Effective publicity is essential to the success of any event or organisation. Since the power student groups have relies on people, getting the word out is one of the most important things you will do. It requires a well-thought-out strategy and plan.
VISIBILITY: People should know about your event or campaign even if they're completely oblivious to everything else going on at your school.
SIMPLICITY: Keep your message short, understandable, and simple. People should get a good idea of what you're doing with just a brief description.
LANGUAGE: Don't use jargon, slogans, or acronyms without defining them. A complex issue can be explained in ways that even the most apathetic can understand.
POSITIVITY: Student Activist groups are often criticized for over-emphasizing the negative. In your publicity (as well as your activism in general), balance critique with positive alternatives.
CREATIVITY: Much publicity on campuses is dull, dull, dull. Be creative! One group put messages about their campaign in fortune cookies and handed them out. Colourful, visual, irreverent, interactive, 3-dimensional, eye-catching publicity is more effective. But don't let creativity obscure your message. Repetition: People should hear or read about your event at least seven times. No kidding. After the first few times, people who might not otherwise come or participate will become interested.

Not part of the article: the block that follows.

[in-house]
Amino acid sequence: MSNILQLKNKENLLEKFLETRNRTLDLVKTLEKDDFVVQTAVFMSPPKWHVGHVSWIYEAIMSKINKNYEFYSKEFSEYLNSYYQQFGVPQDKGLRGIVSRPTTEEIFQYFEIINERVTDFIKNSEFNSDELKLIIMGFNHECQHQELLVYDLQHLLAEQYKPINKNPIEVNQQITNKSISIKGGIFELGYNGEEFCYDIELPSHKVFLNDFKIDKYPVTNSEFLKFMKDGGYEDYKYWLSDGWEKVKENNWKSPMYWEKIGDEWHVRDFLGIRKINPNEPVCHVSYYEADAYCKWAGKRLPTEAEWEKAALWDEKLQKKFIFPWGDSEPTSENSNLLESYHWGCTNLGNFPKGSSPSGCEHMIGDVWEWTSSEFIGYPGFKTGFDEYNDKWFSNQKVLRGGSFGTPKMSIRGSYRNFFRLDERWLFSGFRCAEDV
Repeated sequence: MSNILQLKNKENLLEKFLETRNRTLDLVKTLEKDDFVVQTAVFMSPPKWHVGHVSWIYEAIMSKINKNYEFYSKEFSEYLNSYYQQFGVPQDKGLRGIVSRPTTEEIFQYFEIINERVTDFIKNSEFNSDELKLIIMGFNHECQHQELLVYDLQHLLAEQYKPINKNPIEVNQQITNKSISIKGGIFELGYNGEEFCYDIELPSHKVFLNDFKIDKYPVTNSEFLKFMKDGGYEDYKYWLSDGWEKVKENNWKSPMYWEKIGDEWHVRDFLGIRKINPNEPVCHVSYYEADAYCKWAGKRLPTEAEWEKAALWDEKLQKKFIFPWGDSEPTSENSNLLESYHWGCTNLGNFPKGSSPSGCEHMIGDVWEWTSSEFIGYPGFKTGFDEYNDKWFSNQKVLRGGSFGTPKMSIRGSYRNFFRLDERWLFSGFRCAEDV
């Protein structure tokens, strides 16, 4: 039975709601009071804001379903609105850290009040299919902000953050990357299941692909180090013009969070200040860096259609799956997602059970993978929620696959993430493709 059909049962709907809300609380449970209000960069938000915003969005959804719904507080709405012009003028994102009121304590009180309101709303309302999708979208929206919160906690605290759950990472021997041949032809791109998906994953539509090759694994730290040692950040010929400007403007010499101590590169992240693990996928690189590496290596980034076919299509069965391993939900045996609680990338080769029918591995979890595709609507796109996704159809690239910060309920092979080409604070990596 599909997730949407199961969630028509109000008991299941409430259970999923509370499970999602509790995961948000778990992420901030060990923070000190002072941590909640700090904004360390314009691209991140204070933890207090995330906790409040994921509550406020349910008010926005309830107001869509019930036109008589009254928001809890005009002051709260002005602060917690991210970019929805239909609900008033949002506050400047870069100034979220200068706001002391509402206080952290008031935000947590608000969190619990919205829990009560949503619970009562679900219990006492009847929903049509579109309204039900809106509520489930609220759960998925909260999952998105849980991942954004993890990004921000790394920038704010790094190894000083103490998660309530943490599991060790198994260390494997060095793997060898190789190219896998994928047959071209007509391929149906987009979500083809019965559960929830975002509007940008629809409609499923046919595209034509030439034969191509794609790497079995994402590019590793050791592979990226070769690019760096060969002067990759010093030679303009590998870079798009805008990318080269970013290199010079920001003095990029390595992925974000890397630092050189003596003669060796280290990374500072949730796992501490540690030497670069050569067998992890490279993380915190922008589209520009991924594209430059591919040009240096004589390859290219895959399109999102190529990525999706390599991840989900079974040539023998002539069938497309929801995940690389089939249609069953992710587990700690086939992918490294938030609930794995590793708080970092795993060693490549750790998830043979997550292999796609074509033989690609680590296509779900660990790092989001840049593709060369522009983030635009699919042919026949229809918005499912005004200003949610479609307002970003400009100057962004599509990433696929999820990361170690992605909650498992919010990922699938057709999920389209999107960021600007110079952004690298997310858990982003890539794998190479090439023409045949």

REPUTATION: You should do publicity both for your event and for your group in general. There is nothing wrong or shameful about promoting your group by clearly listing your group's name, a contact person the time of your next meeting, how people can get involved, etc.